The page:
|author||Right Reverend Bill Blunden|
|rating||two thumbs up|
|summary||Tactics for Maintaining Legacy Code|
Reverend Blunden's sermons focus on things that the college professors, in their tweedy jackets, will never talk about. As such, this book should be required reading by computer science majors, who often have a number of misconceptions concerning the industry that they are about to enter.
I doubt very highly that your instructors will tell you how to handle all the nasty little things that can occur when humans work in groups: backstabbing, stonewalling, sabotage, etc. The sad truth is that the people who do actually learn about these tactics (under the guise of "organizational behavior") are MBAs, the people who end up being managers. Folks, the deck has been stacked: The MBAs have been given whips, and the CS majors have all been given saddles. It's called animal husbandry; ... now go look up the word "cull."
Glancing at the back cover of the book, Reverend Blunden looks like the type of subversive individual that the ATF would like to have a chat with. As such, he is not one to let the reader leave without a few useful weapons (some of which may be questionable from a legal standpoint ... but hey, business is war). For example, the book tells you construct a paper trail so that even the shiftiest weasel cannot switch sides if it's suddenly convenient. Reverend Blunden even goes so far to refer the reader to a vault purveyor in New York so that evidence can be stored securely at home (hint: it's sure as hell not safe at the office). Don't kid yourself; a solid paper trail can save you during a witch-hunt.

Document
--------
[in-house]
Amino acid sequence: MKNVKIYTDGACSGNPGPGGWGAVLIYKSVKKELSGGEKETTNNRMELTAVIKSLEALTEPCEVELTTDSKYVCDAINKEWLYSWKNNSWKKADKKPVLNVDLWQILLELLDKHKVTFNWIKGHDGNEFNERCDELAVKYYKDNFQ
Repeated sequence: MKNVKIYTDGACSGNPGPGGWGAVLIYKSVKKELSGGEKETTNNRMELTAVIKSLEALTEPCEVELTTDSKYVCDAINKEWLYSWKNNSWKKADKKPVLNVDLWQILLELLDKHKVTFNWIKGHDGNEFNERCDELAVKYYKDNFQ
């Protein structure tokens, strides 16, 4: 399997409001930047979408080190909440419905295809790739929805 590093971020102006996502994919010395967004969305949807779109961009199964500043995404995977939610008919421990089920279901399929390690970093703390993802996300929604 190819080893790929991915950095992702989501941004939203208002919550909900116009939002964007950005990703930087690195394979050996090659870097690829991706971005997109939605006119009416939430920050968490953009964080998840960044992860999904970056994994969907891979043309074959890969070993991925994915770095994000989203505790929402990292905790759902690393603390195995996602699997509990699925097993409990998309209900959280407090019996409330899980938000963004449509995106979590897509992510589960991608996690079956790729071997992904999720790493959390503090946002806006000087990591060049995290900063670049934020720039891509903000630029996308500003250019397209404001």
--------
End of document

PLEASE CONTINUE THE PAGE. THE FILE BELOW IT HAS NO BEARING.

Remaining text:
The book also looks at how to deal with legacy code in situations where internal competition has encouraged people to hoard information, or to escape responsibility via promotion (i.e. VPs have been known to develop amnesia about the code they worked on). It explains the forces that cause these shenanigans to occur and then describes how to flush the guilty party out into the open, where their slimy tactics won't work. As before, generating a trail of evidence and possessing a degree of intellectual humility go a long way.
Then there is privacy, an issue that employers will definitely try to skirt. Management types tend to be keen on metrics to measure productivity. In addition, software engineers typically have access to code, or algorithms, that may be considered proprietary secrets. This has led many companies to monitor their engineers in some way or another (i.e. key loggers, remote desktops, sniffers, TEMPEST, etc.). Reverend Blunden provides a couple of easy, but extremely effective, counter tactics that the reader can use to foil this kind of Big Brother antics.
At the end of the day, Reverend Blunden tells it like it is. He hasn't been bought off and he doesn't have an agenda. His only goal is to warn new hires about the various landmines that exist, buried under the polite exterior of the corporate landscape. You may not like what he has to say, but no one ever said that software engineering was a pretty job. If they did, they were telling you a lie. Praise Bob.
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